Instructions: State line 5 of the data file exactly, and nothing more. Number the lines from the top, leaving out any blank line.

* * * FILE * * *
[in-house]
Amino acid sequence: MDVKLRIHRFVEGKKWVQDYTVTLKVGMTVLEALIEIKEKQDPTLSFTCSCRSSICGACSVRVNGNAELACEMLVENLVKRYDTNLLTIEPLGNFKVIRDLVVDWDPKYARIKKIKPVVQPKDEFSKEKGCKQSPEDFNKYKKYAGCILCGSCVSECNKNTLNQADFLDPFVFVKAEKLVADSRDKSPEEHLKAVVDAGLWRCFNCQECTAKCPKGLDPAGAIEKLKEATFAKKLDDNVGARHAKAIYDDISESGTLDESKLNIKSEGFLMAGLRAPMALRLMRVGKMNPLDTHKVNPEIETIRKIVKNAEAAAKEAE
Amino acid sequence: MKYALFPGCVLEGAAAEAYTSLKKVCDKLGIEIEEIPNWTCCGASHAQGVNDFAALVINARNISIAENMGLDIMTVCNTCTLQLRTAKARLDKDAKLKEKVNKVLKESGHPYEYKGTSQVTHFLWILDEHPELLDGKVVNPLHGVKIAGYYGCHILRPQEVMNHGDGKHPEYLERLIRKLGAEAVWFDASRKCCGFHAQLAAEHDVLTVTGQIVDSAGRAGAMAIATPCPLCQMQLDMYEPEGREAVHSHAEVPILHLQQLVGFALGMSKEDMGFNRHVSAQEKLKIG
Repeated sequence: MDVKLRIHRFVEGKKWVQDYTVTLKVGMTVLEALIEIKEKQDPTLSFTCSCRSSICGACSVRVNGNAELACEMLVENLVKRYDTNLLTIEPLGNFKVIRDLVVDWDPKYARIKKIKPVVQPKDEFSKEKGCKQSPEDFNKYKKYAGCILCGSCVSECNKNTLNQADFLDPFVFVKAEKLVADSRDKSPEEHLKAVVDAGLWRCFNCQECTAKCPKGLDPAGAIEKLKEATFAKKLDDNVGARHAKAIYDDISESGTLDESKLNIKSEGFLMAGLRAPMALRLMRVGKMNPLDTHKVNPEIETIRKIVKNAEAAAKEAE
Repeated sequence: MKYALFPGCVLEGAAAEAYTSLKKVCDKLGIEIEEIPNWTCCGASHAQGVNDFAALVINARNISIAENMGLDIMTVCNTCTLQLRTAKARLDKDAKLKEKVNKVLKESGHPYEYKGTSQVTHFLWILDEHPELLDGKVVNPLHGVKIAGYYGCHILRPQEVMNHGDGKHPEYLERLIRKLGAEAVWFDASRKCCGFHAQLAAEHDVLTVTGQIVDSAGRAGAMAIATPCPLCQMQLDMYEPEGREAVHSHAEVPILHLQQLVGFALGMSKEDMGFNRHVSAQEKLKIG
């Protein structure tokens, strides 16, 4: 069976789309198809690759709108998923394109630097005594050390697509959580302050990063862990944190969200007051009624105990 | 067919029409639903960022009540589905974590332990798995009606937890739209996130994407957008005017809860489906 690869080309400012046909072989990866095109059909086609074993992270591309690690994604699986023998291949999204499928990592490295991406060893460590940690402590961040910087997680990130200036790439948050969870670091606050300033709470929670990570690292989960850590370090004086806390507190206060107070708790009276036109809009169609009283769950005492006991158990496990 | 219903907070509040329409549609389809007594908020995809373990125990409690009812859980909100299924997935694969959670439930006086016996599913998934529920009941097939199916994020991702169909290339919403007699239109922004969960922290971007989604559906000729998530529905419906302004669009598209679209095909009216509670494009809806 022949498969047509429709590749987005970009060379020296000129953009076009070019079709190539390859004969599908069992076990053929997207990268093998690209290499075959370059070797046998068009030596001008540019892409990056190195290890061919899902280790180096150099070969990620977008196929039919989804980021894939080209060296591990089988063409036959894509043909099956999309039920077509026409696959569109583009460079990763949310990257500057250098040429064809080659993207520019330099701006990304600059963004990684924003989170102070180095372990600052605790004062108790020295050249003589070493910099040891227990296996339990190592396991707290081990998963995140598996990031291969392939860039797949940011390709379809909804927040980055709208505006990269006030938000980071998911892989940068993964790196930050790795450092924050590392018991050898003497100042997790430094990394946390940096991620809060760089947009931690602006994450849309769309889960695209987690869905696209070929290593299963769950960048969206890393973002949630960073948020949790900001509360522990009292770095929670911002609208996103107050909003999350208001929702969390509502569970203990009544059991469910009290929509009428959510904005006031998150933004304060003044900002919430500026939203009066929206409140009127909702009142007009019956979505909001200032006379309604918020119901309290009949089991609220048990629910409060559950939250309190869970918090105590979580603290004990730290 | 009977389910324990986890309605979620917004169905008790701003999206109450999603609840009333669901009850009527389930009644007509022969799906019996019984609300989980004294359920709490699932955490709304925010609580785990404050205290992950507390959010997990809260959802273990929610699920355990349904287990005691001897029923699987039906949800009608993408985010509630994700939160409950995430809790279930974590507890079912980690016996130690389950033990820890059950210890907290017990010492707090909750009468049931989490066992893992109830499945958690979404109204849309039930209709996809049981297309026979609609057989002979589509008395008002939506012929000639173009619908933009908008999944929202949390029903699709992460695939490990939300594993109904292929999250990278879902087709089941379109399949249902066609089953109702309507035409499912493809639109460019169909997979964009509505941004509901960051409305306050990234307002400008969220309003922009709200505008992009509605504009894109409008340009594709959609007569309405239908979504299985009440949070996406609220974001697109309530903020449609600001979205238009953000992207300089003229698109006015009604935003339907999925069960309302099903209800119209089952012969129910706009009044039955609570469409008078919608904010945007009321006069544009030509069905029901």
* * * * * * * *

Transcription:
Repeated sequence: MKYALFPGCVLEGAAAEAYTSLKKVCDKLGIEIEEIPNWTCCGASHAQGVNDFAALVINARNISIAENMGLDIMTVCNTCTLQLRTAKARLDKDAKLKEKVNKVLKESGHPYEYKGTSQVTHFLWILDEHPELLDGKVVNPLHGVKIAGYYGCHILRPQEVMNHGDGKHPEYLERLIRKLGAEAVWFDASRKCCGFHAQLAAEHDVLTVTGQIVDSAGRAGAMAIATPCPLCQMQLDMYEPEGREAVHSHAEVPILHLQQLVGFALGMSKEDMGFNRHVSAQEKLKIG